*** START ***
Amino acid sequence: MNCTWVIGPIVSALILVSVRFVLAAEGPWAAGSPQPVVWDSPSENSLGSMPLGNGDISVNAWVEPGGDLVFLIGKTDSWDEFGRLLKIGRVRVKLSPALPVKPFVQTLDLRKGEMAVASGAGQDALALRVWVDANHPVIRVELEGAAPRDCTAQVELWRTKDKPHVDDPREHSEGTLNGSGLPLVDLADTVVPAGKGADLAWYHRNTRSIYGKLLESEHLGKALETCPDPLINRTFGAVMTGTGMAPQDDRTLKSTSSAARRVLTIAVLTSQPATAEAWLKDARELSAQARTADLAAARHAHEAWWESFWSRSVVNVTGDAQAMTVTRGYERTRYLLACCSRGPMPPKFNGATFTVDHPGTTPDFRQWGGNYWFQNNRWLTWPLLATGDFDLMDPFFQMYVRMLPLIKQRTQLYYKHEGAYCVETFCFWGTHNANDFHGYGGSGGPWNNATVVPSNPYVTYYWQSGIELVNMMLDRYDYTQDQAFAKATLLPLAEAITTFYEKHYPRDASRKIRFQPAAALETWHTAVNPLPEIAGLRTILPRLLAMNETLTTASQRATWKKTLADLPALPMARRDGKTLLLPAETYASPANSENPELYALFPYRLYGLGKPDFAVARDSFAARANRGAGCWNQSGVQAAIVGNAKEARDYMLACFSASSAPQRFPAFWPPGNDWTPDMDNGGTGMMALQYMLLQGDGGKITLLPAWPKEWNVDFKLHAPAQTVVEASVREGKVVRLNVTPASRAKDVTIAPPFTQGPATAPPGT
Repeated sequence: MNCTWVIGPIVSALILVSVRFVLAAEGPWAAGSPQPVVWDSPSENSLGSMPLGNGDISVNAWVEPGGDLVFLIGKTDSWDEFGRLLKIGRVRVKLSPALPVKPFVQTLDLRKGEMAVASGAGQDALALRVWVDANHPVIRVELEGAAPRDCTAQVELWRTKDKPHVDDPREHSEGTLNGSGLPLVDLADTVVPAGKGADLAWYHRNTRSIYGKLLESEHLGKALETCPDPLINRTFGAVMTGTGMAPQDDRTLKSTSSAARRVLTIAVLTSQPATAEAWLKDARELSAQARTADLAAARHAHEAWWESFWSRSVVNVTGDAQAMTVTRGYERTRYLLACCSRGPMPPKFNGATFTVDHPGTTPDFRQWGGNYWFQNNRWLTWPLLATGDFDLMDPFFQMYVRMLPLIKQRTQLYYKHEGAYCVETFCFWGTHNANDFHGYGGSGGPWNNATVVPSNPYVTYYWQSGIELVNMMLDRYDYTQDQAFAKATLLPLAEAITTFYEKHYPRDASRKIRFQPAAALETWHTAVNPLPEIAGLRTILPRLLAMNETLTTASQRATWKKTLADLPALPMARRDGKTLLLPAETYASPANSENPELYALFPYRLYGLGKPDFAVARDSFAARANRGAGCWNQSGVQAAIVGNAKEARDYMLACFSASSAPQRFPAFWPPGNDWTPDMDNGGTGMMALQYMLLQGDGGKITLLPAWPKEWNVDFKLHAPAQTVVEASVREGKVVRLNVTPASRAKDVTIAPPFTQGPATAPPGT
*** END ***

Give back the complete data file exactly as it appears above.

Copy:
Amino acid sequence: MNCTWVIGPIVSALILVSVRFVLAAEGPWAAGSPQPVVWDSPSENSLGSMPLGNGDISVNAWVEPGGDLVFLIGKTDSWDEFGRLLKIGRVRVKLSPALPVKPFVQTLDLRKGEMAVASGAGQDALALRVWVDANHPVIRVELEGAAPRDCTAQVELWRTKDKPHVDDPREHSEGTLNGSGLPLVDLADTVVPAGKGADLAWYHRNTRSIYGKLLESEHLGKALETCPDPLINRTFGAVMTGTGMAPQDDRTLKSTSSAARRVLTIAVLTSQPATAEAWLKDARELSAQARTADLAAARHAHEAWWESFWSRSVVNVTGDAQAMTVTRGYERTRYLLACCSRGPMPPKFNGATFTVDHPGTTPDFRQWGGNYWFQNNRWLTWPLLATGDFDLMDPFFQMYVRMLPLIKQRTQLYYKHEGAYCVETFCFWGTHNANDFHGYGGSGGPWNNATVVPSNPYVTYYWQSGIELVNMMLDRYDYTQDQAFAKATLLPLAEAITTFYEKHYPRDASRKIRFQPAAALETWHTAVNPLPEIAGLRTILPRLLAMNETLTTASQRATWKKTLADLPALPMARRDGKTLLLPAETYASPANSENPELYALFPYRLYGLGKPDFAVARDSFAARANRGAGCWNQSGVQAAIVGNAKEARDYMLACFSASSAPQRFPAFWPPGNDWTPDMDNGGTGMMALQYMLLQGDGGKITLLPAWPKEWNVDFKLHAPAQTVVEASVREGKVVRLNVTPASRAKDVTIAPPFTQGPATAPPGT
Repeated sequence: MNCTWVIGPIVSALILVSVRFVLAAEGPWAAGSPQPVVWDSPSENSLGSMPLGNGDISVNAWVEPGGDLVFLIGKTDSWDEFGRLLKIGRVRVKLSPALPVKPFVQTLDLRKGEMAVASGAGQDALALRVWVDANHPVIRVELEGAAPRDCTAQVELWRTKDKPHVDDPREHSEGTLNGSGLPLVDLADTVVPAGKGADLAWYHRNTRSIYGKLLESEHLGKALETCPDPLINRTFGAVMTGTGMAPQDDRTLKSTSSAARRVLTIAVLTSQPATAEAWLKDARELSAQARTADLAAARHAHEAWWESFWSRSVVNVTGDAQAMTVTRGYERTRYLLACCSRGPMPPKFNGATFTVDHPGTTPDFRQWGGNYWFQNNRWLTWPLLATGDFDLMDPFFQMYVRMLPLIKQRTQLYYKHEGAYCVETFCFWGTHNANDFHGYGGSGGPWNNATVVPSNPYVTYYWQSGIELVNMMLDRYDYTQDQAFAKATLLPLAEAITTFYEKHYPRDASRKIRFQPAAALETWHTAVNPLPEIAGLRTILPRLLAMNETLTTASQRATWKKTLADLPALPMARRDGKTLLLPAETYASPANSENPELYALFPYRLYGLGKPDFAVARDSFAARANRGAGCWNQSGVQAAIVGNAKEARDYMLACFSASSAPQRFPAFWPPGNDWTPDMDNGGTGMMALQYMLLQGDGGKITLLPAWPKEWNVDFKLHAPAQTVVEASVREGKVVRLNVTPASRAKDVTIAPPFTQGPATAPPGT